Organic gardening has come far from its humble beginnings as a niche market and is now a multibillion sales industry that keeps on growing. Consumers are rushing to buy naturally grown vegetables, fruit and meat, and aren’t showing any signs of slowing down or changing their minds.
Needless to say, many homeowners wish to recreate the same success in their own gardens, but are finding themselves in doubt whether commercial farm strategies would also bear fruit in their small backyards.
Whether you’re starting your own natural garden or switching to organic gardening, here are suggestions and pieces of advice you’ll need to get your project going.
Get the soil ready
Undoubtedly, the most important step in organic farming is preparing the soil. If you skip this step, your crops will lack the nutritious base to grow on and the results will be poor. The way to go is to have abundant organic matter in your soil and to add compost every year. You can’t really overdo it with compost, and having boxes or planters with it within your reach is your best option.
Sterilize your homemade compost
If you’ve already become an expert on homemade compost, ensure it’s well broken down and weed free. Take your time and put in the effort to go through it carefully with your gloves. It’s important you don’t bring in any disease or fungus into your garden, so your best option is to sterilize your compost before you use it in the garden.
One way to do this is by using fungicide or pesticide, but a more earth-friendly method is to let the sun have its way with it. Buy a clear plastic sheet, cover your compost pile with it, stake it down and leave it out in the open for at least a week. Sun rays will come in and their heat will destroy any fungi or nematodes inside.
Non-Chemical Pesticides and Fertilizers
Most popular homemade fertilisers are seaweed, fish emulsion and compost tea. The last option is very easy and quick to make: take some compost and soak it in water for a while, and you’ll get a liquid that is perfect for nurturing your plants.
As for commercial solutions, using organic worm fertiliser is definitely a smart choice, as it contains beneficial soil microbes, nutrients and minerals and it can be used both as fertilizer and soil re-builder and conditioner. With all of its characteristics, you’ll have your pest and disease bio-control all in one product.
Make your garden your priority
When you decide to grow your own organic garden, you need to make a choice and prioritize it over your lawn. Your garden will compete with the lawn for all the resources, especially water. Lawns are a very thirsty pet while the garden would be overwatered and drowned if you let the same rotary head sprinklers do the watering.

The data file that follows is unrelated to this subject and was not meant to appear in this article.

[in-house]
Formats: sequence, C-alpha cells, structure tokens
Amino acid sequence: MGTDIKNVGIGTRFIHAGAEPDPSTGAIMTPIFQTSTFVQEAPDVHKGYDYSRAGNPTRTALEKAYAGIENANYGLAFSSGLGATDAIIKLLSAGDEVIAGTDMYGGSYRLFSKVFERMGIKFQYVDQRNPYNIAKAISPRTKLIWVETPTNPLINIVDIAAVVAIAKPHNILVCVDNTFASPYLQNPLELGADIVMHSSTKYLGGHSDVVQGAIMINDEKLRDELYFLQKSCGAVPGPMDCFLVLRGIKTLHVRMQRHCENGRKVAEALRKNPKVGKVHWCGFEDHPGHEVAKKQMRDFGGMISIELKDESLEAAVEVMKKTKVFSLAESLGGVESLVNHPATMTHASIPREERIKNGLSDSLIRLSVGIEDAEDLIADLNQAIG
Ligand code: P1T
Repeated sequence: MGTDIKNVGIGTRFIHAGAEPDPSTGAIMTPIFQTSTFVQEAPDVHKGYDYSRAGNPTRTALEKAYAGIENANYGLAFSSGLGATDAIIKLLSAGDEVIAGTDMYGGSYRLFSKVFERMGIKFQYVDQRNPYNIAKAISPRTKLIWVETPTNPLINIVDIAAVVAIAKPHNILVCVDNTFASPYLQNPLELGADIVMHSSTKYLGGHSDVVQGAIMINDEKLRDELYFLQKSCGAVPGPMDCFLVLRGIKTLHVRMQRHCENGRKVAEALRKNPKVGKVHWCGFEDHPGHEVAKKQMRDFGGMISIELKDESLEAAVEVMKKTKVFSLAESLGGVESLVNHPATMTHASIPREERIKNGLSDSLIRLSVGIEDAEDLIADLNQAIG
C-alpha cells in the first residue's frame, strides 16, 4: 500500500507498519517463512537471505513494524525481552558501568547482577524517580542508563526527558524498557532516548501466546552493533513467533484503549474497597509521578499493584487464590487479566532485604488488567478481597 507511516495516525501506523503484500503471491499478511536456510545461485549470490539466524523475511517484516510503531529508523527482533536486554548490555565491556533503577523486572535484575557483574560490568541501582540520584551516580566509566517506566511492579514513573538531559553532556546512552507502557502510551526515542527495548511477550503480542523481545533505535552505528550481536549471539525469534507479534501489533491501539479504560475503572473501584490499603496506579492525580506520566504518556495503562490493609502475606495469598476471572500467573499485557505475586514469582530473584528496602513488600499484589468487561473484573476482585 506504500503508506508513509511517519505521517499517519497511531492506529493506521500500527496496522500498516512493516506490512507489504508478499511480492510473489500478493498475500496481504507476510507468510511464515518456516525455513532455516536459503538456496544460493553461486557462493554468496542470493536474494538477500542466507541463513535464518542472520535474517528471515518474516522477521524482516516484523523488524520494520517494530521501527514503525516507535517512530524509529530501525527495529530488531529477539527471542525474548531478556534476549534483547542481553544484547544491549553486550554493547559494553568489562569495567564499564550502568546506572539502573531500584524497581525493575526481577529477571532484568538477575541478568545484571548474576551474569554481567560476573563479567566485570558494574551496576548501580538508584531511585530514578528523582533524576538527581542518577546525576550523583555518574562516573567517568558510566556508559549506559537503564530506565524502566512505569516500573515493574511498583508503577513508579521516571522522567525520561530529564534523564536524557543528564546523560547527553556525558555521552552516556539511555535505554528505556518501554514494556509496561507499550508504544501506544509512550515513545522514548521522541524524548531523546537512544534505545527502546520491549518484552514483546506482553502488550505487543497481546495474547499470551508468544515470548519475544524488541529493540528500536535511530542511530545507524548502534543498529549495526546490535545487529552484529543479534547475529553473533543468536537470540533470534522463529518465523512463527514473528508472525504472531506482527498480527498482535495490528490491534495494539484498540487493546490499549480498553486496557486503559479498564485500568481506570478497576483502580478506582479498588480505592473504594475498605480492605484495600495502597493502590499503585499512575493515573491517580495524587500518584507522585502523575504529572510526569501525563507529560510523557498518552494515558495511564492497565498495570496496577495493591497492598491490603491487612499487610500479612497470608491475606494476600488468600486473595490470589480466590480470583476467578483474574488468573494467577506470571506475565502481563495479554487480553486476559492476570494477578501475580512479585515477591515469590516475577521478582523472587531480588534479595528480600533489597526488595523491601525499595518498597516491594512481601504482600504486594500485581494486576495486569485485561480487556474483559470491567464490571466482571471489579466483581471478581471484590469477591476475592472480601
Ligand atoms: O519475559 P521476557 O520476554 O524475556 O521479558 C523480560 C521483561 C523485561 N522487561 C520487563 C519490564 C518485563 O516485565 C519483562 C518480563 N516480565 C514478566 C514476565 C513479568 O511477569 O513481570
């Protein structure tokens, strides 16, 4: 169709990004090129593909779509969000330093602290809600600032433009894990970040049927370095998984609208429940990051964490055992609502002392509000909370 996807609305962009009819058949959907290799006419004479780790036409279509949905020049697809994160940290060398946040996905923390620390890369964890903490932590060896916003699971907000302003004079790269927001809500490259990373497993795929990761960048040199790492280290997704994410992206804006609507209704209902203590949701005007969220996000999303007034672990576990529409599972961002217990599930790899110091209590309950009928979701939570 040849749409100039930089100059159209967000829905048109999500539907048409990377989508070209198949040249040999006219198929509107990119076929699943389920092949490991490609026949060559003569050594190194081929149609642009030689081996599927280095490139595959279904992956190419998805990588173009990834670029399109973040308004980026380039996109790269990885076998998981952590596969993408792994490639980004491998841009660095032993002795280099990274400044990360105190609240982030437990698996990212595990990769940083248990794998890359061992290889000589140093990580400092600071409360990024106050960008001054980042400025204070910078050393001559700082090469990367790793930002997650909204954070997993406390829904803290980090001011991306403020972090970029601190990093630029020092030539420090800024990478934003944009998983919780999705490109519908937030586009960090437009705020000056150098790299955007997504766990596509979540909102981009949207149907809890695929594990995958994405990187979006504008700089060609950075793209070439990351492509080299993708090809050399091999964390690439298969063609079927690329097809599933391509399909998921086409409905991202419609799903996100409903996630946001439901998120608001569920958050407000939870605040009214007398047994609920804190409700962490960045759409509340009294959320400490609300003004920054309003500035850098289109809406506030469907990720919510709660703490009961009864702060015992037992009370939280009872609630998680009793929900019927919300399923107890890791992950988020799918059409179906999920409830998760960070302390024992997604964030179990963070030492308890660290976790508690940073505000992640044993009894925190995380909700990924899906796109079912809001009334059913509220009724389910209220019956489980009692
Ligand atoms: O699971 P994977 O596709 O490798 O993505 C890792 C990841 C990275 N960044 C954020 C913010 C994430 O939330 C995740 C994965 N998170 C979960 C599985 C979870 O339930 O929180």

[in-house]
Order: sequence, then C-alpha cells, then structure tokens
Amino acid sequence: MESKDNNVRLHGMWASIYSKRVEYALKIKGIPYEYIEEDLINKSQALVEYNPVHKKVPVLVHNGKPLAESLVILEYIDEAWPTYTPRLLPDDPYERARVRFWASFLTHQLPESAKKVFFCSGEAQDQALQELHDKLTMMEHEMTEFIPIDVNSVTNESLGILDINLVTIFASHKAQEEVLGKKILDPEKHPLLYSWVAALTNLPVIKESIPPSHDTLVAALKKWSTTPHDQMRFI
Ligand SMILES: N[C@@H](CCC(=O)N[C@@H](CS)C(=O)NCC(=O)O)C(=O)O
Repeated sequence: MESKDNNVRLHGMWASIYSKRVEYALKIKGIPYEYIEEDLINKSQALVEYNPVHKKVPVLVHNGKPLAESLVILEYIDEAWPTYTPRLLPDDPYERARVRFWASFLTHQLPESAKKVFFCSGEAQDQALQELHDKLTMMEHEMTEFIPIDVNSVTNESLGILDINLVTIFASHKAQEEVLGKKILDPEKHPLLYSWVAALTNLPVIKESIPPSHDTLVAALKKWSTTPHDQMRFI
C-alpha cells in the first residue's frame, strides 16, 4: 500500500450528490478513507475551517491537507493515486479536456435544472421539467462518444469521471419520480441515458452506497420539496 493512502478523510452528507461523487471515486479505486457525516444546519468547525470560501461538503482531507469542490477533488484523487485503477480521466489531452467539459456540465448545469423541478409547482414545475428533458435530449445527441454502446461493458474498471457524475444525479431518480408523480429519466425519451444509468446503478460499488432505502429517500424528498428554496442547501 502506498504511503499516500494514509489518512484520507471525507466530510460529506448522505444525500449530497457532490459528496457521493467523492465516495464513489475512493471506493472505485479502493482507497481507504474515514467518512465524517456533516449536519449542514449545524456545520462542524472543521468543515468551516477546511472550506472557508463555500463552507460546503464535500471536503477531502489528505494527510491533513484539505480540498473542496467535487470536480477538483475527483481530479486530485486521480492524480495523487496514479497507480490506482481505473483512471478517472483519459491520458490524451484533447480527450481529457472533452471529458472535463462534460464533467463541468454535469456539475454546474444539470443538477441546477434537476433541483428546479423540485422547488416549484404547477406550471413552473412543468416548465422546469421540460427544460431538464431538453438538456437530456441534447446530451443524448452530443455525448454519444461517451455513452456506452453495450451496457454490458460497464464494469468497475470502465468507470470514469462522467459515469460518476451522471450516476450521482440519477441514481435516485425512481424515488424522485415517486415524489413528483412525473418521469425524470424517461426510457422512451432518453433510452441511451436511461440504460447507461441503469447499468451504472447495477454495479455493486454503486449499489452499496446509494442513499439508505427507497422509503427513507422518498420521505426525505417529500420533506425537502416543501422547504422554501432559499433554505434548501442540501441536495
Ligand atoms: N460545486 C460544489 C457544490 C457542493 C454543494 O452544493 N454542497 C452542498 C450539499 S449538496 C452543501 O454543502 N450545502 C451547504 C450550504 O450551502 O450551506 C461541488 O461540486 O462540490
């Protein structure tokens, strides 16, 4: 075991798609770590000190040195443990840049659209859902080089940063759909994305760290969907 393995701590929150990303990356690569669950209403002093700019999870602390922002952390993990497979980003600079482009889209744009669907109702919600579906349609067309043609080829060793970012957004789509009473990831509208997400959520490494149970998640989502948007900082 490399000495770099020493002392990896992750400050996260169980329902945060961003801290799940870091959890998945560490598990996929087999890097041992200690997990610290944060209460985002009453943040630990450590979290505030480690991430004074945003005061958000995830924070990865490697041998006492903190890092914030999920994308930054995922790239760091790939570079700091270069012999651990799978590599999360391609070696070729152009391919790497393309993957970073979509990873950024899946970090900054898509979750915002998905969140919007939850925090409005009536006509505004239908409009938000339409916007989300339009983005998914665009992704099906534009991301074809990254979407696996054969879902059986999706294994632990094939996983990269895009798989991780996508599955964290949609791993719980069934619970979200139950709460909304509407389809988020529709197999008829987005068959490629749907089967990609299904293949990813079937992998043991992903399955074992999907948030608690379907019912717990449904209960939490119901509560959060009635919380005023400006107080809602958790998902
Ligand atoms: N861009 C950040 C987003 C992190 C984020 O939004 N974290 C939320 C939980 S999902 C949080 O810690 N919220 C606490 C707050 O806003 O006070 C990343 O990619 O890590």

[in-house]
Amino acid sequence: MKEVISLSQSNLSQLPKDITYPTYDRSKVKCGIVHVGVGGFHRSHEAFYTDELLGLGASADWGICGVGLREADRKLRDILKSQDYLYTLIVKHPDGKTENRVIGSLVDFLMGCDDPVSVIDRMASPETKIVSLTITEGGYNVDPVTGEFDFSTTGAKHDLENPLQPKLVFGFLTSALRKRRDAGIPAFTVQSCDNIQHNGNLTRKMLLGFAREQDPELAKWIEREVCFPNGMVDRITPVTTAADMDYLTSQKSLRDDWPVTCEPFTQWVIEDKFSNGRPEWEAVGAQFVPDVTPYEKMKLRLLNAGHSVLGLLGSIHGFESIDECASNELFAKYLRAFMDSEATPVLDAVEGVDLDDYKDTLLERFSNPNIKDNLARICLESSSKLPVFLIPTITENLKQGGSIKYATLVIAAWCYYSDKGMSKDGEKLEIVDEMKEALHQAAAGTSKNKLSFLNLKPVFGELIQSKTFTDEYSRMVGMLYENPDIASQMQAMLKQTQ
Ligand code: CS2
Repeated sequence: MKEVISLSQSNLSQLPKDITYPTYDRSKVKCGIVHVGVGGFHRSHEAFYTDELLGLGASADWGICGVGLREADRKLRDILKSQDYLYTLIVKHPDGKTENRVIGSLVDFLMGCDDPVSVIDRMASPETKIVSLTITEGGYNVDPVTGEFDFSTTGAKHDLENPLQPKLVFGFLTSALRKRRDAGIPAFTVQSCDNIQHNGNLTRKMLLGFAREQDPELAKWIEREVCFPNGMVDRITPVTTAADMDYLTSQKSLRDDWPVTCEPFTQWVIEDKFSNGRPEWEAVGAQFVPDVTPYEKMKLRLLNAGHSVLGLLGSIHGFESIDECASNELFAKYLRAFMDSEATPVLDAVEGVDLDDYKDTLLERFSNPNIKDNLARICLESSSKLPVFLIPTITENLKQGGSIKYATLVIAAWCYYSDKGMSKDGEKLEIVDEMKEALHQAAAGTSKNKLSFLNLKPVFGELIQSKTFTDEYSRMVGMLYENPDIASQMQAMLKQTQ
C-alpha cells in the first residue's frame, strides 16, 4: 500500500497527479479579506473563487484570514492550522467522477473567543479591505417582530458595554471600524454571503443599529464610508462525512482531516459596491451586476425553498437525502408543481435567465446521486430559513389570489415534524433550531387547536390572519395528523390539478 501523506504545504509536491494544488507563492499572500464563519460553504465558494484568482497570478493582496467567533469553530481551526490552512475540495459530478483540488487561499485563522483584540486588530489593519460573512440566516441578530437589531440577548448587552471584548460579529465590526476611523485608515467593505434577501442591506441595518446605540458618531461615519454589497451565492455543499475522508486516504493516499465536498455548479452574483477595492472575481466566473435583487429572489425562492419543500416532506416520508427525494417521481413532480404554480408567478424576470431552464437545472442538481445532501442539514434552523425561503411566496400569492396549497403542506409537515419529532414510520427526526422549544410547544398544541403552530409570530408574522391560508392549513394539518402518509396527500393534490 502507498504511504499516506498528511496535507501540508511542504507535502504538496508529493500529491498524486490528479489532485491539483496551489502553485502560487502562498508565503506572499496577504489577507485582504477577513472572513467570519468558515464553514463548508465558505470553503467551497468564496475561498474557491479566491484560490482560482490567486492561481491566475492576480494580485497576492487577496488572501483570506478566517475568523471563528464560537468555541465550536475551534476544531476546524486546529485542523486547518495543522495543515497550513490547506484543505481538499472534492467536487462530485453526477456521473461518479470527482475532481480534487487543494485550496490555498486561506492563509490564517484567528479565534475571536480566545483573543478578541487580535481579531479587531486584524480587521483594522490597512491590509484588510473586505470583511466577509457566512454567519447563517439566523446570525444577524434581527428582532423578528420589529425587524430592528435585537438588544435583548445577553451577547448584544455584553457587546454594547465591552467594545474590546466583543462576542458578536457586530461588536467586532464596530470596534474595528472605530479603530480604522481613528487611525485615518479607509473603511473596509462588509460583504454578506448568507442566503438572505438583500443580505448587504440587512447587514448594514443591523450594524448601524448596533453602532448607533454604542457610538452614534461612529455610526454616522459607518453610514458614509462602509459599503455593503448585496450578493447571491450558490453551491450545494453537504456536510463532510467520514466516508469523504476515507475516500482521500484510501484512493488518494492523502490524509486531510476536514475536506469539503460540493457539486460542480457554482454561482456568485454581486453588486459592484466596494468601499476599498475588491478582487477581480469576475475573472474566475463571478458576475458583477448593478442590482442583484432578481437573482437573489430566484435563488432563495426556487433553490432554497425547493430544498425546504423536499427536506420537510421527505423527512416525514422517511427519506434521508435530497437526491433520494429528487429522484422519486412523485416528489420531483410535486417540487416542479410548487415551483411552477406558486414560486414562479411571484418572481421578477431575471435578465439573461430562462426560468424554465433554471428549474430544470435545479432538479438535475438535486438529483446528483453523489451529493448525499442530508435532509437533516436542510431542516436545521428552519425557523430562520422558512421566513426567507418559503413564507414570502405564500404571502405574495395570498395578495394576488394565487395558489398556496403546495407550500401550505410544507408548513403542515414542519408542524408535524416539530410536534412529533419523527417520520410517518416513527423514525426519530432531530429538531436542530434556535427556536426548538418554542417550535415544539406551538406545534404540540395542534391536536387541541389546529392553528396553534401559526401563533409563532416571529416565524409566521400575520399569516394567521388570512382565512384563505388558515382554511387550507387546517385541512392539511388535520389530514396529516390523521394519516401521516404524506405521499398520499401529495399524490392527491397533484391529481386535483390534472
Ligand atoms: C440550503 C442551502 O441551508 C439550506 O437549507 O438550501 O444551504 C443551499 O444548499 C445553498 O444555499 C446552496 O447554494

You need to decide between the two. If hand-watering your garden is too much work for you, set up a separate drip irrigation system. In that way, all the plants get just enough water without getting their leaves wet, which keeps them protected from fungi and disease.
Go with the seasons
With natural organic garden, farming follows the seasons and you need to be realistic when it comes to your expectations. Each fruit and vegetable have their own natural cycle, so you can’t expect to grow tomatoes in the middle of the winter. Work along with that cycle and acknowledge and respect the plant’s seasonality.
When you’re done with one crop, rotate and plant something different. For instance, when your harvest is done in the fall, plant clover as a cover crop. When you need to turn the garden bed over, it will bring back nitrogen to the soil.
It’s understandable if you’re going after juicy tomatoes, red peppers, melons or pumpkins, but they all take time to grow and aren’t very naturally resistant to pests. Start slowly and smartly by planting lettuce, green beans, kale, potatoes, carrots, beets and herbs, such as dill, oregano, basil, sage or thyme. Moreover, have your family’s needs in mind and plant those crops that you consume on a regular basis.
Growing an organic garden is a great project that will ensure you and your family can enjoy healthy, fresh and tasty food from your own backyard and with the tips listed here, you’ll be nothing short of a success!
Guest post by Lillian Connors
About the Author
Lillian Connors can’t resist the urge to embark on a myriad of green living/home improvement projects and spread the word about them. She cherishes the notion that sustainable housing and gardening will not only make us far less dependent on others regarding the dwellings we inhabit, but also contribute to our planet being a better place to live on. You can check her out on Twitter and LinkedIn.
You may also like